Nvidia (NVDA) will report its Q4 earnings after the closing bell on Wednesday. The report is the company’s first since it announced it’s abandoning its planned $40 billion acquisition of chip designer Arm earlier this month.
Nvidia investors are likely to look toward continued growth from the company’s data center business, which is its second largest business outside of its gaming division. Here’s what Wall Street is expecting from the world’s richest chip manufacturer by market cap, and how it performed in the same quarter last year.
Revenue: $7.42 billion expected versus $5 billion in Q4 last year
Adj. Eps: $1.22 expected versus $3.10 in Q4 last year
Data Center: $3.15 billion expected versus $1.90 billion in Q4 last year
Gaming: $3.36 billion expected versus $2.49 billion in Q4 last year
Automotive: $152 million expected versus $145 million in Q4 last year
Ahead of its earnings, Nvidia announced a new multi-year partnership with Jaguar Land Rover. The agreement will see Nvidia provide the automaker with AI-powered safety and autonomous driving technologies. According to Nvidia, the deal, the financials of which weren’t provided, will apply to all 2025 Jaguar Land Rover models and beyond.
What’s more, Nvidia says it will continue to provide software updates throughout the lifetimes of the vehicles. That’s an impressive feat given how long consumers hold on to their cars.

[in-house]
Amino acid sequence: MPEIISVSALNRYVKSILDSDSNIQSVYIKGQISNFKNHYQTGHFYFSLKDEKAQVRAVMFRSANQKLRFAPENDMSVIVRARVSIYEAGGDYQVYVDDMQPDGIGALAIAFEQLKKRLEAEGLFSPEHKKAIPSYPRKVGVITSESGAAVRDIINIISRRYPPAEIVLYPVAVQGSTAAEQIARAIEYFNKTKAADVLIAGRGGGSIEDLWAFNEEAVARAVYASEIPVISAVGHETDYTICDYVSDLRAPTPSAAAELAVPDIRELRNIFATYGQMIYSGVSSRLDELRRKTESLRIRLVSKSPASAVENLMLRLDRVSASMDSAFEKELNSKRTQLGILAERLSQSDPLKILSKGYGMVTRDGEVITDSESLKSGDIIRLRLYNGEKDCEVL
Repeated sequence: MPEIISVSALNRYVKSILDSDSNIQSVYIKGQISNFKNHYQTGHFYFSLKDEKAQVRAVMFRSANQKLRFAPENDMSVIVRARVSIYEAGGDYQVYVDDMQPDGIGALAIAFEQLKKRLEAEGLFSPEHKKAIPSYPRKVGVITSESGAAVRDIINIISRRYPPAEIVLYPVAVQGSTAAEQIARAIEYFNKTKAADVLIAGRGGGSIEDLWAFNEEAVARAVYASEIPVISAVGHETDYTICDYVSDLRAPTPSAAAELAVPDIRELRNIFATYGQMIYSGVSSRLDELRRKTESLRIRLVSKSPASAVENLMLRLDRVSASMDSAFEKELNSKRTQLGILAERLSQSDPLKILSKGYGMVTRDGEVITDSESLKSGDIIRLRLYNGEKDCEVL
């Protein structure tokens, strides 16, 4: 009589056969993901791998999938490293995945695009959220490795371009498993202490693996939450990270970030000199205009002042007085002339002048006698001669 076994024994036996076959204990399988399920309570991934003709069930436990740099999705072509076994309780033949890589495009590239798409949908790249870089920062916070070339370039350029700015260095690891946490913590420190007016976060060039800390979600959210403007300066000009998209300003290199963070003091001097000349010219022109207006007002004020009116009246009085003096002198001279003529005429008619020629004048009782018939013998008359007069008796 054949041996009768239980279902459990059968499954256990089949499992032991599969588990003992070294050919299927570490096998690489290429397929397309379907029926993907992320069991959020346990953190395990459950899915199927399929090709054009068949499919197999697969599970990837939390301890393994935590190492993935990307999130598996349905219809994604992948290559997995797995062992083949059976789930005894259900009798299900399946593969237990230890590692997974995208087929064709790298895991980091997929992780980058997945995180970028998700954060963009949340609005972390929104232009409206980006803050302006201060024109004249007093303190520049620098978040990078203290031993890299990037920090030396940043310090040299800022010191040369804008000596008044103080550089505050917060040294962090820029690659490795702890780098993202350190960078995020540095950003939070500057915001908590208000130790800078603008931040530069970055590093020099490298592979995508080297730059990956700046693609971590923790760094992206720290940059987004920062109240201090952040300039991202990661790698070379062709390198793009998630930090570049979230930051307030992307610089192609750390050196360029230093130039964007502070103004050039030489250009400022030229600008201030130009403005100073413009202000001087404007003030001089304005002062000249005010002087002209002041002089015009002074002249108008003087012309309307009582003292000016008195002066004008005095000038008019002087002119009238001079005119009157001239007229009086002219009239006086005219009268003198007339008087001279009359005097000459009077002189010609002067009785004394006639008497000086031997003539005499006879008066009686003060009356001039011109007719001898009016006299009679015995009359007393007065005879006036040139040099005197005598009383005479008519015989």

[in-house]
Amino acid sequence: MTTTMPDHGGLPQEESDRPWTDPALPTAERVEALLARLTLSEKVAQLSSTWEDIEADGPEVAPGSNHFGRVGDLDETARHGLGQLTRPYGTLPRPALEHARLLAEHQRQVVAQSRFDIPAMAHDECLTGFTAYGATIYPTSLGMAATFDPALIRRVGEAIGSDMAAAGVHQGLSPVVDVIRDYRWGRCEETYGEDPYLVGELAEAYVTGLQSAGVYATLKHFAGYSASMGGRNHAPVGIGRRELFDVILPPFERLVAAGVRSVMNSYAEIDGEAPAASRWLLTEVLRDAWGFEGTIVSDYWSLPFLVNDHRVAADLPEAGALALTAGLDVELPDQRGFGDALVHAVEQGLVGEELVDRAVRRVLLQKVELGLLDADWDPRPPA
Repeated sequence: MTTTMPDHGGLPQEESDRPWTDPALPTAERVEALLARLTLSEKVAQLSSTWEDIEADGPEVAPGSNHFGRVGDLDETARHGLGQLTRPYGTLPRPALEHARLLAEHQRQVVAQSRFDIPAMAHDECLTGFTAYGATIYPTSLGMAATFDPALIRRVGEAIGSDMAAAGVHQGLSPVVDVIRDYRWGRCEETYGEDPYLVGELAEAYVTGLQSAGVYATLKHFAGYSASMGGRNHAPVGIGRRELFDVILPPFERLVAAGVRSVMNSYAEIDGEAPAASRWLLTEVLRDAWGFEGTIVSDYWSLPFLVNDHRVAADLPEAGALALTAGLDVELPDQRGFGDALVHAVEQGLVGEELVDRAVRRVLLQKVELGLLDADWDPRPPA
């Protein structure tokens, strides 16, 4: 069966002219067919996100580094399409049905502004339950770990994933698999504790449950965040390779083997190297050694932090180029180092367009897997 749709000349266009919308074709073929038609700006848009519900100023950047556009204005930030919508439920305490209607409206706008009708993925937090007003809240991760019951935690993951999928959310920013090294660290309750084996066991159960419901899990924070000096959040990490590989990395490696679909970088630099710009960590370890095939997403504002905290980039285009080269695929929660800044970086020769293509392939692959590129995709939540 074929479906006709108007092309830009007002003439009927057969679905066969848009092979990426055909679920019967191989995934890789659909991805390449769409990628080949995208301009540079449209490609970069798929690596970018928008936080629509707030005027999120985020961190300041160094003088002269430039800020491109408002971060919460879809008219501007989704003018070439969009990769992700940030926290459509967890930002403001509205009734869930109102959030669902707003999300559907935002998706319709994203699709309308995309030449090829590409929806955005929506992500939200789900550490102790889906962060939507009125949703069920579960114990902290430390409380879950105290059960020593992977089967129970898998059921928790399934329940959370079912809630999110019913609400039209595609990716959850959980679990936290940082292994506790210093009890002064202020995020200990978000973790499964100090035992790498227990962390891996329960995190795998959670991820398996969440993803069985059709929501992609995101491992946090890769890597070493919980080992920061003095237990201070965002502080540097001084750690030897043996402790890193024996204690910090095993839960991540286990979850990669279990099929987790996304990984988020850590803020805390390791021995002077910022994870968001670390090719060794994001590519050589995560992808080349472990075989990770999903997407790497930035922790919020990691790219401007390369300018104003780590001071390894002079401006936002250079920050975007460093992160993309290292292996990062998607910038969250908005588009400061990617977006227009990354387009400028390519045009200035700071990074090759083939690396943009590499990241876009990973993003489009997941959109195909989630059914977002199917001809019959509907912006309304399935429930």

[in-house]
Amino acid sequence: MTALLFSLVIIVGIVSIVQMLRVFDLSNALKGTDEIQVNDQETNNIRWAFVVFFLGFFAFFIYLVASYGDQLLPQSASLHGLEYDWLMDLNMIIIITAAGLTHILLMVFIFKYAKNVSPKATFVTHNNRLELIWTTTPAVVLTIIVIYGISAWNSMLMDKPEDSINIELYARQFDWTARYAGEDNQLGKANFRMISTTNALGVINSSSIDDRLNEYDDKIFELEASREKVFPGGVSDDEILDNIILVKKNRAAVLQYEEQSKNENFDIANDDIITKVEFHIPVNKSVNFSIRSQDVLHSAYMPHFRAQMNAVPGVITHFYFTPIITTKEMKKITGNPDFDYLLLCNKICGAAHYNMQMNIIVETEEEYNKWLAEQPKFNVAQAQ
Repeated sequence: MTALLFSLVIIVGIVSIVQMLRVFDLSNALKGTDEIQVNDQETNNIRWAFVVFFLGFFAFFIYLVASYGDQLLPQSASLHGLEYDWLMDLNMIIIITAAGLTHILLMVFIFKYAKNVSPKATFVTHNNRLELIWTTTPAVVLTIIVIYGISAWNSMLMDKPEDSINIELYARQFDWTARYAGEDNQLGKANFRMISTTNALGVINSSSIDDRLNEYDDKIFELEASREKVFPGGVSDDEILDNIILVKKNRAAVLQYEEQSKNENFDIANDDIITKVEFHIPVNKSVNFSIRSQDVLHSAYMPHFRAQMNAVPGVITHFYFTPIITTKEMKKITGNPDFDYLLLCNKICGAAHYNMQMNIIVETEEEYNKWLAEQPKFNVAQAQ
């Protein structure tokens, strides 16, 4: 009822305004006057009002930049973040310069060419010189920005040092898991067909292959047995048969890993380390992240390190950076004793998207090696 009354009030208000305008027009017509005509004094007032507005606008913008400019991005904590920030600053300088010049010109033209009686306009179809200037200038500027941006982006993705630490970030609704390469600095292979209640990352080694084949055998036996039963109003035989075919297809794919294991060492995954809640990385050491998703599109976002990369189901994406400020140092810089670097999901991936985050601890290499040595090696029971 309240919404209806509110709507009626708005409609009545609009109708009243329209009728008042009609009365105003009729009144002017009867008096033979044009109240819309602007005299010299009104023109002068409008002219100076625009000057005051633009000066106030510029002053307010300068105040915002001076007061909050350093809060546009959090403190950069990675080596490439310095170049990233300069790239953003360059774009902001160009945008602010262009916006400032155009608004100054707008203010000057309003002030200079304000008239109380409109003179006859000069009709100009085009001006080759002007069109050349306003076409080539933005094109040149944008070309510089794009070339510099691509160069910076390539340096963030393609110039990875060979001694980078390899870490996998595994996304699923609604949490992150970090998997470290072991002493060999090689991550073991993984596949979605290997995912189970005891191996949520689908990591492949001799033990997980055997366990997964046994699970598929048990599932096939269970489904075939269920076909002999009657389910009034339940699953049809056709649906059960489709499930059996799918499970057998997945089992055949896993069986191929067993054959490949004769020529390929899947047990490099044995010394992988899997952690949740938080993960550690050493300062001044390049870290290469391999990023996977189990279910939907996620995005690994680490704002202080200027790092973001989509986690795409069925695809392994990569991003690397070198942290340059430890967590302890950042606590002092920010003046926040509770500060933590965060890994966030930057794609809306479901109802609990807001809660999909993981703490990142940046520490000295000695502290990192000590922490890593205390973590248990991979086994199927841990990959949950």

Nvidia’s failed Arm bid, meanwhile, hasn’t stung the company’s stock as some might have thought. That’s largely due to the enormous regulatory hurdles the company had to clear in order to move forward with the deal. In fact, some analysts, including Susquehanna senior equity analyst Chris Rolland predicted the deal would fall apart as far back as November.
Still, Nvidia is poised to continue dominating the AI server space thanks to its hardware and software prowess.
On the consumer side of things, Nvidia continues to grapple with the ongoing chip shortage, which has pushed prices of the company’s graphics cards well above their suggested retail prices. That crush, however, is unlikely to subside for Nvidia, or the wider chip industry, until sometime in 2023.
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